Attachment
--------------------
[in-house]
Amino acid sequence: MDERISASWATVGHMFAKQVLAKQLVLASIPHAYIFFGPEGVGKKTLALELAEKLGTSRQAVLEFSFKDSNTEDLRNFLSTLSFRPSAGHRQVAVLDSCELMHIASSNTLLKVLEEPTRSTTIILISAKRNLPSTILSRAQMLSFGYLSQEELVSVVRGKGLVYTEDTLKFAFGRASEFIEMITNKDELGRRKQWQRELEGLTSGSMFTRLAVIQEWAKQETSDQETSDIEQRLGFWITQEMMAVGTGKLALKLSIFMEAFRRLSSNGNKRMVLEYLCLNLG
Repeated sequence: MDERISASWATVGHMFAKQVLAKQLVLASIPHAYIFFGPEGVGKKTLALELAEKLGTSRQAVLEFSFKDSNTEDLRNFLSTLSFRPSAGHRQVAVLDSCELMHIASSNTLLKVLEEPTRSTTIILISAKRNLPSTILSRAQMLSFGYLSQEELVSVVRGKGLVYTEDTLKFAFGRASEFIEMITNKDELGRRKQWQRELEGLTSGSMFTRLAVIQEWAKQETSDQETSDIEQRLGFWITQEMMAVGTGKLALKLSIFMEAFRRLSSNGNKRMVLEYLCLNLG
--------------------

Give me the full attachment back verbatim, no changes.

[in-house]
Amino acid sequence: MDERISASWATVGHMFAKQVLAKQLVLASIPHAYIFFGPEGVGKKTLALELAEKLGTSRQAVLEFSFKDSNTEDLRNFLSTLSFRPSAGHRQVAVLDSCELMHIASSNTLLKVLEEPTRSTTIILISAKRNLPSTILSRAQMLSFGYLSQEELVSVVRGKGLVYTEDTLKFAFGRASEFIEMITNKDELGRRKQWQRELEGLTSGSMFTRLAVIQEWAKQETSDQETSDIEQRLGFWITQEMMAVGTGKLALKLSIFMEAFRRLSSNGNKRMVLEYLCLNLG
Repeated sequence: MDERISASWATVGHMFAKQVLAKQLVLASIPHAYIFFGPEGVGKKTLALELAEKLGTSRQAVLEFSFKDSNTEDLRNFLSTLSFRPSAGHRQVAVLDSCELMHIASSNTLLKVLEEPTRSTTIILISAKRNLPSTILSRAQMLSFGYLSQEELVSVVRGKGLVYTEDTLKFAFGRASEFIEMITNKDELGRRKQWQRELEGLTSGSMFTRLAVIQEWAKQETSDQETSDIEQRLGFWITQEMMAVGTGKLALKLSIFMEAFRRLSSNGNKRMVLEYLCLNLG